Since traditional media in China are all state-owned and there is no private audio-visual media, the web has given Uyghurs an important space for self-expression. Although this space is very strictly monitored and Uyghur sites are regularly suppressed as soon as they have gained some popularity among Internet users, many Uyghur personalities have become famous through the web by publishing articles on social issues. Thus, in recent years, we have seen the appearance online of some academics who advocate for the improvement of the status of Uyghur women, especially regarding their place in the family.
From 2010 until mid-2016, the popular social media platform WeChat provided a relatively free space for Uyghurs, who developed a large number of discussion groups on various subjects. Uyghur diaspora members also used WeChat massively, not only to stay in touch with their families and friends, but also to actively participate in the daily life of the Uyghur region. Indeed, Ündidar (the Uyghur name of WeChat) has become a platform for sharing and disseminating knowledge of all kinds. In 2014, on the initiative of an Uyghur professor in the Netherlands who wanted to share her experiences of being a mother in the West, a group on the education of Uyghur mothers was born on WeChat.
The aim of the young professor and mother was to gather Uyghur women in China and abroad into WeChat groups to discuss their different experiences in order to transform the “mothers who raise” into “mothers who educate”. This led to a concrete project in the form of children's libraries, where mothers and children could come together, share books in different languages they have read, and discuss their experiences of putting advice from these books into practice. The aim was to build a physical library in every big and small town where intelligence games and children's books share space with the shelves of books for parents.
Within a few months, groups of mothers emerged in about twenty cities across the Uyghur region, all gathering in a discussion circle on WeChat. Each group had an administrator who decided the group's rules and speaking time for each member. It also provided at least one conference per week by inviting a female personality (from Uyghur society or Uyghur cyberspace) to share her experiences and tips on modern child education. Sometimes they also invited students who have themselves become famous through national or international competitions.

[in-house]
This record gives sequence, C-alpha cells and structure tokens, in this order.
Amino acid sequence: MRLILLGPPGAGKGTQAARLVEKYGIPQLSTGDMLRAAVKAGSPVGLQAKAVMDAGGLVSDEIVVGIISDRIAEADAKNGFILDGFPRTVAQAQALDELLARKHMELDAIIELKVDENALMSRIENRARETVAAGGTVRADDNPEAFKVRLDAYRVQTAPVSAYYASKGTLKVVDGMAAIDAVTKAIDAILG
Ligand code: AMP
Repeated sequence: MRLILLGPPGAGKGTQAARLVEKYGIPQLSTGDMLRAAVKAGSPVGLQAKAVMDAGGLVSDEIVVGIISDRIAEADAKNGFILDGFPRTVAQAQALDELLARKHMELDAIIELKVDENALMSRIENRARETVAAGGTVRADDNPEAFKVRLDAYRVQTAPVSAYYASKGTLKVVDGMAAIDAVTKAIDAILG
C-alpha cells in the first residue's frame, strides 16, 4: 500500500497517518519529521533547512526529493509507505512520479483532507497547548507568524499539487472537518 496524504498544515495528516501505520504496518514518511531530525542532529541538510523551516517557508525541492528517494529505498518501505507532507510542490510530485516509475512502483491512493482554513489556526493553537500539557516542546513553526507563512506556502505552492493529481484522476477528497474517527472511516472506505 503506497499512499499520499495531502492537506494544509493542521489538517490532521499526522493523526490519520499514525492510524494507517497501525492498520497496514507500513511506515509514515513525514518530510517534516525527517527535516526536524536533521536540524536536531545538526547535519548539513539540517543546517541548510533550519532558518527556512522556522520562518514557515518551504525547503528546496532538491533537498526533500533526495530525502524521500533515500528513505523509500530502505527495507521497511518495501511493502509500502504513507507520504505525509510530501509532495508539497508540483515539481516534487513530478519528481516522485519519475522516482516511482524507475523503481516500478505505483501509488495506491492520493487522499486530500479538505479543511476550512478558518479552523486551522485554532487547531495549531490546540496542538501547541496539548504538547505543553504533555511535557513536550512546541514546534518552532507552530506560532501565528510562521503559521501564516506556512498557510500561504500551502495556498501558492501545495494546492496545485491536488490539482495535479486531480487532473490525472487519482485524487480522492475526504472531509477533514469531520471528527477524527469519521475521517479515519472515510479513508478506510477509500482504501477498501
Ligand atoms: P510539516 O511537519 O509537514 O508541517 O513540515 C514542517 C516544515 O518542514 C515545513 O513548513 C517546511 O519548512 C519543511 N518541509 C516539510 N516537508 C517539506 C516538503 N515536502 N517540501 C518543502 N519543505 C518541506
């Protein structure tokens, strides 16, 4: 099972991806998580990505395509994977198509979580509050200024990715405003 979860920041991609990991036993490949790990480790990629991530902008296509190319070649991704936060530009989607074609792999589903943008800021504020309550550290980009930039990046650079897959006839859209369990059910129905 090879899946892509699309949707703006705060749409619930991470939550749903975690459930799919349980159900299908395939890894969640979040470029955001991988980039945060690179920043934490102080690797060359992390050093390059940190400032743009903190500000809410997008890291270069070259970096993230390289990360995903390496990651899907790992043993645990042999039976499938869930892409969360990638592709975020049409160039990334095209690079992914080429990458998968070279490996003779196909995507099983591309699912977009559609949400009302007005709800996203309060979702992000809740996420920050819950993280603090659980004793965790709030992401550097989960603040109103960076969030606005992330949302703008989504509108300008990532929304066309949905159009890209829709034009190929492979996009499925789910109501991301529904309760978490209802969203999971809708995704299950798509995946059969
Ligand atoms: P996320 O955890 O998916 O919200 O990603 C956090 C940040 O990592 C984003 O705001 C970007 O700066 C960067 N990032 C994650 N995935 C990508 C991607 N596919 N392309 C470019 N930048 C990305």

This system of “Mothers on Ündidar” spread extremely fast and was a great success with female, and even male net surfers. To avoid the possibility of any politically-infused interpretations by the authorities, these women refused the participation of male personalities. In this way they could prove that these groups were strictly for mothers who only wanted to educate their children well. Of course, among the rules of the groups, the most important was to respect the Chinese law and avoid any discussion of political subjects. The active participation of women in the home in these groups, whether from abroad or from within the Uyghur region itself, was truly impressive.
Being myself involved in some groups as a speaker, the enthusiasm of Uyghur women from all walks of life who came to listen to the conferences was so strong, as if they had found just what they needed. Within a year, almost 4,000 women participated in these discussions to become “mothers who educate”. In some cities, these Internet users actually created children's libraries, as was the wish of its initiator.